Kimberly Winkle: From Ceramics to Wooden Forms – With Lines

Kimberly Winkle: From Ceramics to Wooden Forms – With Lines

Kimberly Winkle has always been interested in structural architecture, the way things fit together. As a child, she cites the influence of her babysitter – a local art teacher – in inspiring her to experiment with various materials in her parents’ garage, trying to make birdhouses and such.


She translated her interest into a college degree in ceramics – with a focus on large, sculptural pieces. Clay, however, “has limitations structurally,” she said, and when she took a woodworking class during her second semester as a ceramics graduate student at San Diego State University, “it was just a natural fit.”

Welcomed by program head Wendy Maruyama, Kim switched over to the woodworking program, supplemented her education with workshops at places like Penland School of CraftsHaystack Mountain School of Crafts and Anderson Ranch Arts Center, and began making furniture and forms from wood.


For the past year or so, she’s been focusing on lathe-turned tables. She sells a line of them through the Artful Home and chose tables in part because she was looking for something that was “marketable in terms of both aesthetics and time. It’s a fun object that’s not too large to ship and doesn’t take too long to make” –and thus drive the price up. Also, she had some 8/4 mahogany that was only 19″ in length and was “trying to figure out what I can make with the mahogany.”


The first pair of tables in this series were her Tit for Tat End Tables, which Kim describes as a “clever duo” with “yin and yang”: areas that are painted on one table are not on the other, and vice versa. “I just think that they’re kind of fun that way,” she said.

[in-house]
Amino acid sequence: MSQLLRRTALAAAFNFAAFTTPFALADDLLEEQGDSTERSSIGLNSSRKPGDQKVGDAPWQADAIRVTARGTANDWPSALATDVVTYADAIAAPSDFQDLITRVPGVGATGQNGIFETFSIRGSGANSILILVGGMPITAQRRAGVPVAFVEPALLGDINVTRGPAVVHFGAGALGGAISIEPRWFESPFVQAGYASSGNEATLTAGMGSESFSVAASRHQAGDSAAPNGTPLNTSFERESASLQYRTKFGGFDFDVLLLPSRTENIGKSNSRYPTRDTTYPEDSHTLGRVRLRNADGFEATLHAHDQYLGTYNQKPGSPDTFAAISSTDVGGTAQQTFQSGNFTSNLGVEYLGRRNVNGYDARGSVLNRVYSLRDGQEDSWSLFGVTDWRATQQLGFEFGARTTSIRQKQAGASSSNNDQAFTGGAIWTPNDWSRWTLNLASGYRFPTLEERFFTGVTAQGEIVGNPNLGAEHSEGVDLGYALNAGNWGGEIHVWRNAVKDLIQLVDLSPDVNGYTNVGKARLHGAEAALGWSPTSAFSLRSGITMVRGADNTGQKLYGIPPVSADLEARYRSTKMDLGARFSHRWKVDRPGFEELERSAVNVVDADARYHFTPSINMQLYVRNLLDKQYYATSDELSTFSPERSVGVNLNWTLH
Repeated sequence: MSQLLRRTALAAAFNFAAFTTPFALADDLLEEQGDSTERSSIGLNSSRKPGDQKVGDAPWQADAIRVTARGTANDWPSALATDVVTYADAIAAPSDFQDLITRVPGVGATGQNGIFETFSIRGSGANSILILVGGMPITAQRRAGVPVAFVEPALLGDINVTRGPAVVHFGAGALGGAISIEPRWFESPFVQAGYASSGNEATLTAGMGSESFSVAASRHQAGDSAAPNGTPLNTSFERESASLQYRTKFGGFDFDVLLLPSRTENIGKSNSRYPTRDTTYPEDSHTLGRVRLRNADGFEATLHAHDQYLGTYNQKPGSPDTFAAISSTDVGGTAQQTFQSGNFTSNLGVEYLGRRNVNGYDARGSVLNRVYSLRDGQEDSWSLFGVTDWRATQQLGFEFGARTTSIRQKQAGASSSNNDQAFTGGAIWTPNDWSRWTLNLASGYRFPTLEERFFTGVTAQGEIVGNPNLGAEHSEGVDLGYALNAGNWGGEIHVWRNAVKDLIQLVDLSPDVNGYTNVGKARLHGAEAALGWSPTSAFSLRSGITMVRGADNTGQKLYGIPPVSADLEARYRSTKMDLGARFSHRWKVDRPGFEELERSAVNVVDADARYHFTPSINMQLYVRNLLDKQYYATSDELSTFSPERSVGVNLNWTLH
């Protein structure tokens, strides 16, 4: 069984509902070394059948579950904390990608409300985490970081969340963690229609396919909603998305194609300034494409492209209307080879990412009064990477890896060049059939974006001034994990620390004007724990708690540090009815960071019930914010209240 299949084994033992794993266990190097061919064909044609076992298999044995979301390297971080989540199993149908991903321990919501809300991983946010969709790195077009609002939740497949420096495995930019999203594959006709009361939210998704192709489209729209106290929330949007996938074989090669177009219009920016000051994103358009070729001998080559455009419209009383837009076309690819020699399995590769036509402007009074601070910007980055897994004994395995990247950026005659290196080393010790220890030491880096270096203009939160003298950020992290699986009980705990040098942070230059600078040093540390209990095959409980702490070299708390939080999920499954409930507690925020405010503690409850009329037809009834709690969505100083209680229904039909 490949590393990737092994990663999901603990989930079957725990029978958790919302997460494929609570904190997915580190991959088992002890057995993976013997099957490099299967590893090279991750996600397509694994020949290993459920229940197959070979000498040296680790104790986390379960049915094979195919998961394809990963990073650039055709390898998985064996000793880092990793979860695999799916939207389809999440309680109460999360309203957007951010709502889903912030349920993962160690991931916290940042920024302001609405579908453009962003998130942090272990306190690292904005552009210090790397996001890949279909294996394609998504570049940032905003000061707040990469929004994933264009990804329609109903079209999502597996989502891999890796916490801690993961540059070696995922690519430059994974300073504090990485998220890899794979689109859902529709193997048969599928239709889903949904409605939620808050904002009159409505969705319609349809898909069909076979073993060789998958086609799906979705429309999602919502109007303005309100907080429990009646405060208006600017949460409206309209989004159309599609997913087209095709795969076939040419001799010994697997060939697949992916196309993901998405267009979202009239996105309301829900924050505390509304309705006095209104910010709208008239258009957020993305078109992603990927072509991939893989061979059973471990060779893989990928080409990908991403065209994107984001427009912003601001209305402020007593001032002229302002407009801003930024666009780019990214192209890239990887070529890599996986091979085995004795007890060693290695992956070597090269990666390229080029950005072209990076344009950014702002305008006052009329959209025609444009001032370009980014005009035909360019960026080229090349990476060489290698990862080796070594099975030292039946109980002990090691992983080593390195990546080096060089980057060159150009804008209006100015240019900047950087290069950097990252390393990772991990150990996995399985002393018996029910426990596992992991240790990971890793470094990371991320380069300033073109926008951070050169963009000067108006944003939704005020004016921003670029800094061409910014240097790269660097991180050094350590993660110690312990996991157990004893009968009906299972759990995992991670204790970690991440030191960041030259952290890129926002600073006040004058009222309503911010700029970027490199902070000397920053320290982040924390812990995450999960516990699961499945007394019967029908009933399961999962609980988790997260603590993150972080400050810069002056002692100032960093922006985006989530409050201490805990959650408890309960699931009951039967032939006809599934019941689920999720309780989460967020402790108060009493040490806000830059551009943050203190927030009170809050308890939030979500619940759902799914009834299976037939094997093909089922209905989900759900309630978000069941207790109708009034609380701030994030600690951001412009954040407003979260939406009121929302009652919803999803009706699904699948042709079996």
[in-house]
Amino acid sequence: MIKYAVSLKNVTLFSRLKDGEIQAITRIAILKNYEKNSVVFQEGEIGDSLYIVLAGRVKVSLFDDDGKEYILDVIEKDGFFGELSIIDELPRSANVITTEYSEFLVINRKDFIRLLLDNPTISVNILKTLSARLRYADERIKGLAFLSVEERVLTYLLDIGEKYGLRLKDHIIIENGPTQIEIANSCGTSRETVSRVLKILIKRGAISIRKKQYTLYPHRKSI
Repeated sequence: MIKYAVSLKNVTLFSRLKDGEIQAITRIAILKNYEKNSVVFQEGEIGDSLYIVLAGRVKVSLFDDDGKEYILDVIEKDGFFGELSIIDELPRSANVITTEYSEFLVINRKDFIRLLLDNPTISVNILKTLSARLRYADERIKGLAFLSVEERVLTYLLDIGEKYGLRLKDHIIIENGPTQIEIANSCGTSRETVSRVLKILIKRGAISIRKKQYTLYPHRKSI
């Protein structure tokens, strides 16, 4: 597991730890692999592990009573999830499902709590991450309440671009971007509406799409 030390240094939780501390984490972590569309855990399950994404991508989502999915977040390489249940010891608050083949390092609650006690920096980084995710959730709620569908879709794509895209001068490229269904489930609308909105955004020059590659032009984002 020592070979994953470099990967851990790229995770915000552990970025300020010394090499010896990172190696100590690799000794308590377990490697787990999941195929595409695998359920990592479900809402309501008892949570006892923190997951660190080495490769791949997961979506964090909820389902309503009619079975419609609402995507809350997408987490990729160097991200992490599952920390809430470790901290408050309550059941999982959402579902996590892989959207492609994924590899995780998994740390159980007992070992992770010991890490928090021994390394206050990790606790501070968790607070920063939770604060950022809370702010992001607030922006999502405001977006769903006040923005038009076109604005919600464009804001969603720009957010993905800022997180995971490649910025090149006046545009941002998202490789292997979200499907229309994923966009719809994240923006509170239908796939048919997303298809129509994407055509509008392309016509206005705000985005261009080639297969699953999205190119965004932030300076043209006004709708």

When she paints her items, Kim said she prefers to primarily use milk paint. While color – along with form and line – is one of the three main areas of her focus, and she does describe her color choices as bold, she also notes that her choices are “not fast car red and not obnoxious.”


“If I’m going to be painting something, I’ll generally use poplar,” Kim said of her wood choices. “It grows so abundantly so many places in our country. Also, poplar, in my opinion, is not too visually exciting. If I’m letting the natural wood show, I generally prefer warmer wood, like cherry or mahogany.”

She’s also interested in making marks on her pieces, “a combination of furniture making and drawing,” as she put it. Her preferred marks are also a combination, of lines and dots. “Put together and combined, they make each other stronger,” she said. “It’s like a visual Morse code as repetitions occur. The spacing and form of things creates a sort of code, although there is no actual message.”


As she creates her items, Kim notes that her experience with ceramics has definitely had an influence. Her knowledge of the history of vessels, for instance, has “informed my woodturning – the relationship with the opening of the bowl to the foot of the bowl.”

And although she has not combined her ceramics work with her woodworking yet, Kim has combined additional material with her woodworking, such as hand-forged steel for castings to hold the wheels on a large mirror that slides along the wall. She traded a wooden box to the blacksmith who forged the casters.


Her latest work is a pair of turned coat hangers inspired by a visit to the restored Shaker village of South Union in Kentucky. The hangers were fashioned for the American Association of Woodturners’ show “Be Our Guest: A Progressive Invitational,” a show Kim was invited to join at the behest of turner Merryll Saylan. She likes them, Kim said, because they allow her to mentally revisit South Union – and also because they are “a surprise.”

Posted in: